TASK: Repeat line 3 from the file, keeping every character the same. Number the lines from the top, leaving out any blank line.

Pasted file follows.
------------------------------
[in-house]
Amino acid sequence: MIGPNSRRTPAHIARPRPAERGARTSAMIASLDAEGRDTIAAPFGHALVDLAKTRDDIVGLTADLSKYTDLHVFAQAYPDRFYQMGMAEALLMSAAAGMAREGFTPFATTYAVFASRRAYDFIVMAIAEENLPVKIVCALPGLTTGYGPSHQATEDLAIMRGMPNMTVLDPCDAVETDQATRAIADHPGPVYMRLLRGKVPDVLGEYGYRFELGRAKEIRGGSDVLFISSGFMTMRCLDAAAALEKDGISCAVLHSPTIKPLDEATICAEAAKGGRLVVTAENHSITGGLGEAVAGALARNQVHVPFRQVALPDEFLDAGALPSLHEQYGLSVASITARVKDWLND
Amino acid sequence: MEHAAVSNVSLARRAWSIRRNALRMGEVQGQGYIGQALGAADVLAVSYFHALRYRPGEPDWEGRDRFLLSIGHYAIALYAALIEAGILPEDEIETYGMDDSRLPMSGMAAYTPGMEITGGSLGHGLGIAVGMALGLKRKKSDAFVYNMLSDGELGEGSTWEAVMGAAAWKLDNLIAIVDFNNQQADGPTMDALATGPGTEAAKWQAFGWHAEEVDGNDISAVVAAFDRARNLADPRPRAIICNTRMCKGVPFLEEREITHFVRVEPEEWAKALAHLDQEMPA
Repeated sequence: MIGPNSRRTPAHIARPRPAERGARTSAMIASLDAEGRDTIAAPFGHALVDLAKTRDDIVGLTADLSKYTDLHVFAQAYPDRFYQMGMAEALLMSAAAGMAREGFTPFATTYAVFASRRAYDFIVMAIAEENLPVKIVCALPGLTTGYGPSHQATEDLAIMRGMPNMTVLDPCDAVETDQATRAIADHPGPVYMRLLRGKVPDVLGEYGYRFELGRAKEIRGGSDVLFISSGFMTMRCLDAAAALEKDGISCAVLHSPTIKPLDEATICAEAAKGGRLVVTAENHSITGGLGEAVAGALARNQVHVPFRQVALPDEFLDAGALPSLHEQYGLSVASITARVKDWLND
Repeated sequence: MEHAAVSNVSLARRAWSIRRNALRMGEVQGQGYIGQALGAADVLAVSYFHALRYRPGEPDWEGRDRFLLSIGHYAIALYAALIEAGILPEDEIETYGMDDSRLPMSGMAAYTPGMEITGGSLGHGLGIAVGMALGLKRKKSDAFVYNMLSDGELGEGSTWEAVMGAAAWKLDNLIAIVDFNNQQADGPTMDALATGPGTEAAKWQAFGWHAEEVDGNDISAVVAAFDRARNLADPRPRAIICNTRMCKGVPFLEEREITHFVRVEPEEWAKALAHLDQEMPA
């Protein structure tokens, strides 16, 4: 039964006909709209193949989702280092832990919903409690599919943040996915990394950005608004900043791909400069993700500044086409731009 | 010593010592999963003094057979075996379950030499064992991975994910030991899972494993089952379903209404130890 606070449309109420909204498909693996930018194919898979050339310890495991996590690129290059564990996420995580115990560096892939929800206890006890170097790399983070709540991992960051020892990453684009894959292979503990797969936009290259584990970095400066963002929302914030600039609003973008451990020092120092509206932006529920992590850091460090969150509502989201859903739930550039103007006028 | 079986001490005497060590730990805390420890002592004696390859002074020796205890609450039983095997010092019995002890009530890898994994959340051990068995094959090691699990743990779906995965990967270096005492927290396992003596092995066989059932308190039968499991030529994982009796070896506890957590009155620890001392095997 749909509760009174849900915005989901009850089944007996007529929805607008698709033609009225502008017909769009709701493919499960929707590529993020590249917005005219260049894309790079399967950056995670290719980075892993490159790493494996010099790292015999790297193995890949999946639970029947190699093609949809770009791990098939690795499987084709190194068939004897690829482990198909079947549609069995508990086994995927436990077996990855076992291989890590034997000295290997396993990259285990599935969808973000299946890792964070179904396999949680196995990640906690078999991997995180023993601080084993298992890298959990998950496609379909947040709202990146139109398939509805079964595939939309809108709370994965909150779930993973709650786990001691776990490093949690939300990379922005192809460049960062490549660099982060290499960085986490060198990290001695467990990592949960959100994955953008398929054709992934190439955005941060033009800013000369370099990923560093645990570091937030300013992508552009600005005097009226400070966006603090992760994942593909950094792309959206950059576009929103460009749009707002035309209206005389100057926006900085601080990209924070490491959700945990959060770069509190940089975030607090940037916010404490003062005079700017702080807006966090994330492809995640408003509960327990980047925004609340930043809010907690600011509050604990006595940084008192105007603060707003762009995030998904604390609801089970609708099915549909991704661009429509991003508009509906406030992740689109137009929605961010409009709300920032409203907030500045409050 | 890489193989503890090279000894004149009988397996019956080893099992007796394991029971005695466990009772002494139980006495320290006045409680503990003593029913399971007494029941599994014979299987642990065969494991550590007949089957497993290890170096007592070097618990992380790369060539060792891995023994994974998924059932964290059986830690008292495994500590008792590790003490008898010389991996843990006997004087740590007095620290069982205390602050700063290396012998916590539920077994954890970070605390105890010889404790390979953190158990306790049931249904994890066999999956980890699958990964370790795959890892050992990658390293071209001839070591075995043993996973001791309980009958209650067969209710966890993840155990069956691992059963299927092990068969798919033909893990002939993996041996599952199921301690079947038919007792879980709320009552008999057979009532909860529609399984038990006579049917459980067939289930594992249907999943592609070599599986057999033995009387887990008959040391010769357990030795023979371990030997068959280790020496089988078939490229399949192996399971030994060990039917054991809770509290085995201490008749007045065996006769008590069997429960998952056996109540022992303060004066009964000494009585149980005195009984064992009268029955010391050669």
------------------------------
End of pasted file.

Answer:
Amino acid sequence: MEHAAVSNVSLARRAWSIRRNALRMGEVQGQGYIGQALGAADVLAVSYFHALRYRPGEPDWEGRDRFLLSIGHYAIALYAALIEAGILPEDEIETYGMDDSRLPMSGMAAYTPGMEITGGSLGHGLGIAVGMALGLKRKKSDAFVYNMLSDGELGEGSTWEAVMGAAAWKLDNLIAIVDFNNQQADGPTMDALATGPGTEAAKWQAFGWHAEEVDGNDISAVVAAFDRARNLADPRPRAIICNTRMCKGVPFLEEREITHFVRVEPEEWAKALAHLDQEMPA